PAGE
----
i have my attitude independently of what i have been taught by "the world", and it is not because of a desire to conform to the greater will of society ,or to impress others, or to obey what others think i should do.

if i was the sole human occupant of a desert island and i encountered an animal (fish or mammal or reptile or insect) that was suffering, and if it was within my mental capacity to free it, i would be compelled by my conscience to do so without any societal or legal compunction.


That is a romantic notion, but I suggest to you that it is entirely untrue. You are only "mainly separated from civilization" in your own fantasy.

What practice are you engaged in during the instant that you are reading this? You are on the internet--a tool of civilization. You are communicating with other people--a manifestation of civilization. Where did you get the food that you ate for breakfast this morning? If you didn't cultivate it yourself, how did you pay for it? Where did the money come from to enable that purchase? If you did cultivate yourself, on the other hand, how did you come to hold the land on which you have done so?

I don't disagree for an instant that you have a unique morality, and that your morality is personal--so it is for all of us. But your morality arose in the context of your upbringing and your education. You were taught certain rules of good behaviour by the people who were responsible for your upbringing. You learned to share. You learned the moral of reciprocity. You learned not to take other children's toys. You took some of those teachings to heart and extended them; you have rejected others--so it is for all of us.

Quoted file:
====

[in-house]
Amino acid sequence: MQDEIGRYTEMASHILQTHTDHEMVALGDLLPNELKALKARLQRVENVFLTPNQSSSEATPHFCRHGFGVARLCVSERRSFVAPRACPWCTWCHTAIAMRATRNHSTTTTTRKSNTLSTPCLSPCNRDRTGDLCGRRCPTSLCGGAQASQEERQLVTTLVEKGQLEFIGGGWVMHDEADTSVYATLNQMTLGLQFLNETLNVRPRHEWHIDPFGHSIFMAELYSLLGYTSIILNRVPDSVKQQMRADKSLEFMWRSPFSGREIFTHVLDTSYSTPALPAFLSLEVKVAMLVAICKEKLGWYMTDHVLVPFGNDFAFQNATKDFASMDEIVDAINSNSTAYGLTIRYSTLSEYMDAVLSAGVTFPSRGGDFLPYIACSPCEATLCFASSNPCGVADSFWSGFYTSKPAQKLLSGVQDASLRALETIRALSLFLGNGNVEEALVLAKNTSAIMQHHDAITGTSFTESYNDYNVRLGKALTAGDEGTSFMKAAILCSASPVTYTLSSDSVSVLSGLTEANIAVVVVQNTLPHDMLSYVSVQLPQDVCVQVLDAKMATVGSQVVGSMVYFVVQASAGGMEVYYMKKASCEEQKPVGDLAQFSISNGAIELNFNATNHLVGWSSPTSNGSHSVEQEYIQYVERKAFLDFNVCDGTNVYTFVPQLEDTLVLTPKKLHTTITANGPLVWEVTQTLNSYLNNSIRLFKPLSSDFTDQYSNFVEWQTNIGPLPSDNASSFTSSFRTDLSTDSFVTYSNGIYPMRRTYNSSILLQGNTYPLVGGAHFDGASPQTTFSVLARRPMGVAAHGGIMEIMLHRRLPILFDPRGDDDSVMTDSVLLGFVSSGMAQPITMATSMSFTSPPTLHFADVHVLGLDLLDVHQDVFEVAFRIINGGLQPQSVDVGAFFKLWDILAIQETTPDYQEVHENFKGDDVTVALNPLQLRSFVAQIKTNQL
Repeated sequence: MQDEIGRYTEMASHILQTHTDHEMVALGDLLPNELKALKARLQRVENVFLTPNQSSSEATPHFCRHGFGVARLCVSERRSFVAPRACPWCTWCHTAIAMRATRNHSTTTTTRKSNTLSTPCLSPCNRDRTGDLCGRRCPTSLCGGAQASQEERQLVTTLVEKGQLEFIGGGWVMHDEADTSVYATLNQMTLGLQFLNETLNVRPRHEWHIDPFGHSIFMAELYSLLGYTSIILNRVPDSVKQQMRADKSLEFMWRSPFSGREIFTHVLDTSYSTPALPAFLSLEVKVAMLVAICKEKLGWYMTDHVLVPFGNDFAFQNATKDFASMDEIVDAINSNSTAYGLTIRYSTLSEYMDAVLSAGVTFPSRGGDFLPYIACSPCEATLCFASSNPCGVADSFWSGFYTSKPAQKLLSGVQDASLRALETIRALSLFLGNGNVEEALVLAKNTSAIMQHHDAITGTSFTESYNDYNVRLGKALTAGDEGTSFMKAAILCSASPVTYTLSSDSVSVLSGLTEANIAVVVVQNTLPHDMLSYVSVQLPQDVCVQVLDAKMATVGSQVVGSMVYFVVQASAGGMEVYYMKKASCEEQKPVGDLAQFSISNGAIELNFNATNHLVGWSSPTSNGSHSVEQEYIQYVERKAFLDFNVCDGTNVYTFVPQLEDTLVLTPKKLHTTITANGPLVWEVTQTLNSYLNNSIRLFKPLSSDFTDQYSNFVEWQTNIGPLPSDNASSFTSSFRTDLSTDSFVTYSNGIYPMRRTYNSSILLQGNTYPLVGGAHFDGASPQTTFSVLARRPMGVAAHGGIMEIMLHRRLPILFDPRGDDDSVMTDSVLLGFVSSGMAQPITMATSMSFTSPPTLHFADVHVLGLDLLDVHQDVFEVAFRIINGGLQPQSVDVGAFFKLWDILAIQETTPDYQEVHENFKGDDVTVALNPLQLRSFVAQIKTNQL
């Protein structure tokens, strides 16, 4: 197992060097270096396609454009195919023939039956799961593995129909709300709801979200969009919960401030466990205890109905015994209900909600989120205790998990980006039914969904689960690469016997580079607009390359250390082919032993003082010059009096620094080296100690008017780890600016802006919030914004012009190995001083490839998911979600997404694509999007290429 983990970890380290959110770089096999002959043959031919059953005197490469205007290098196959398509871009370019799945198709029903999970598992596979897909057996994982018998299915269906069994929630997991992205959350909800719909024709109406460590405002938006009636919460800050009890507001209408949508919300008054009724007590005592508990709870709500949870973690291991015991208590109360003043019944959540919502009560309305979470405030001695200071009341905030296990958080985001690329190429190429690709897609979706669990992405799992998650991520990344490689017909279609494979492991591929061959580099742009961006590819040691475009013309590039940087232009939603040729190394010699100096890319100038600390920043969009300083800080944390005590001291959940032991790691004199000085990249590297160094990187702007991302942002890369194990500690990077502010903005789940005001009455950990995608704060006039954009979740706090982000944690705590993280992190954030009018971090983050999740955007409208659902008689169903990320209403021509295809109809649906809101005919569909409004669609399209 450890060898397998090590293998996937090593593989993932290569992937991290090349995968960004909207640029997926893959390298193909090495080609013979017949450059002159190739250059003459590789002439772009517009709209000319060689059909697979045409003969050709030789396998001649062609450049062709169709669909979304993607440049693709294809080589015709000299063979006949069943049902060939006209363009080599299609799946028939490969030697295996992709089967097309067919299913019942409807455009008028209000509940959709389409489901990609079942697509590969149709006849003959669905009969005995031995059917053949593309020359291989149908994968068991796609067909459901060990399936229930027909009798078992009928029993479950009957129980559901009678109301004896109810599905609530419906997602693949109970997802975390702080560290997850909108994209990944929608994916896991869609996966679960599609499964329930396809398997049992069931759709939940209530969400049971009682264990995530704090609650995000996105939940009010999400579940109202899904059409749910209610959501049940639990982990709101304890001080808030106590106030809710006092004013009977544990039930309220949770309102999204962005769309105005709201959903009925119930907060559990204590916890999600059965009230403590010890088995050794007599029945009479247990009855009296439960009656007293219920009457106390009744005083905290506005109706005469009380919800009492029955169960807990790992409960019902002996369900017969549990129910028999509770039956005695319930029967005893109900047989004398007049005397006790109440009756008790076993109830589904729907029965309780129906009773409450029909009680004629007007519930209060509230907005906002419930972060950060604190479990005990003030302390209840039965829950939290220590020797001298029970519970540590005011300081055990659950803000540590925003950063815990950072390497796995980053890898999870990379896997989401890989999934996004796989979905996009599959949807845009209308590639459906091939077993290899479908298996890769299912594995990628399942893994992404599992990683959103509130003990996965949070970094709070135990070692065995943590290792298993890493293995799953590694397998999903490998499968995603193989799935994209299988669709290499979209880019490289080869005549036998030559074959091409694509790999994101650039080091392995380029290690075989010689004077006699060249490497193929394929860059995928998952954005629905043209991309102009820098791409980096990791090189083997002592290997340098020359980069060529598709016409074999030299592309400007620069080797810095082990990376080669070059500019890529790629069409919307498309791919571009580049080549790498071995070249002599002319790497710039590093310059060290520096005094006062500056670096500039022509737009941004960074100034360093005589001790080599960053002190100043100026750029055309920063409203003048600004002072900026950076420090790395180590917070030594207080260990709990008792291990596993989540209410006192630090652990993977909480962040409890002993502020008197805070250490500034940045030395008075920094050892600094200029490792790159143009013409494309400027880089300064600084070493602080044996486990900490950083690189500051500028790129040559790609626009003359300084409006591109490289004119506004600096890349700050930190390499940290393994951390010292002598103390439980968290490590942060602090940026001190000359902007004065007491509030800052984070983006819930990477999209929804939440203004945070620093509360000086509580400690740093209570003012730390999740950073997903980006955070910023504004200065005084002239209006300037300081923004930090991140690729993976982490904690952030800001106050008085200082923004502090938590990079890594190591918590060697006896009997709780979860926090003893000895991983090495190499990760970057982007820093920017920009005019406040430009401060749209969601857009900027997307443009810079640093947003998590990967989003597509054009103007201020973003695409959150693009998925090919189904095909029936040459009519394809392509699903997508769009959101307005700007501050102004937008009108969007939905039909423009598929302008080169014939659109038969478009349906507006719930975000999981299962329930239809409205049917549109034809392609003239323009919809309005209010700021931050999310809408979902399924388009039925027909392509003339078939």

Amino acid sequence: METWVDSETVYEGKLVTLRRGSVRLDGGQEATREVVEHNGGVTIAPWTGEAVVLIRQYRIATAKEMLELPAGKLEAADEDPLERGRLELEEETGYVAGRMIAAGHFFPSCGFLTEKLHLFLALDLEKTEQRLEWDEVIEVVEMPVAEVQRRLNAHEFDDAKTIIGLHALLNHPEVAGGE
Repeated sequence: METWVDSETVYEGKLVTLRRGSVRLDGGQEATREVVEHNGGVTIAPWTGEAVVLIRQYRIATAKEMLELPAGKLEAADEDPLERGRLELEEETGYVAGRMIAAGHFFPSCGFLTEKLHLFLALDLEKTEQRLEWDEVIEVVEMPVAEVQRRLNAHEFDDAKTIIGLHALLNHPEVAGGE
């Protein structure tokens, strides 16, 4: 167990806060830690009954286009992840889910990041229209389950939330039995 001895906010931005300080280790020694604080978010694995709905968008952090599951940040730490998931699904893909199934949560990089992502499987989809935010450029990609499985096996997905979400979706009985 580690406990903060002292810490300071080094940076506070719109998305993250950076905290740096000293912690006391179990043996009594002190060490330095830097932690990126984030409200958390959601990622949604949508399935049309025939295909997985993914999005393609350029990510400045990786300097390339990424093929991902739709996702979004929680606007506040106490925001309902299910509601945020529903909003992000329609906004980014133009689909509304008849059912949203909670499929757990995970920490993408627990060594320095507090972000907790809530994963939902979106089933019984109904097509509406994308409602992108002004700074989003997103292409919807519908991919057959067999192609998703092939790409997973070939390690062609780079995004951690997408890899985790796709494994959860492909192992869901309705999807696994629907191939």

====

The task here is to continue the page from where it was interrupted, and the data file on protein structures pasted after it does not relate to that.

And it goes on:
You may well be socially impaired, but that in no way separates you from civilization.

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while what you say is superficially true, i would suggest that only a few psychopathic people would become "warlords". i think that the vast majority of people would not become warlords, but i understand that if "laws" did not exist, then my house would be taken by someone who is inherently immoral.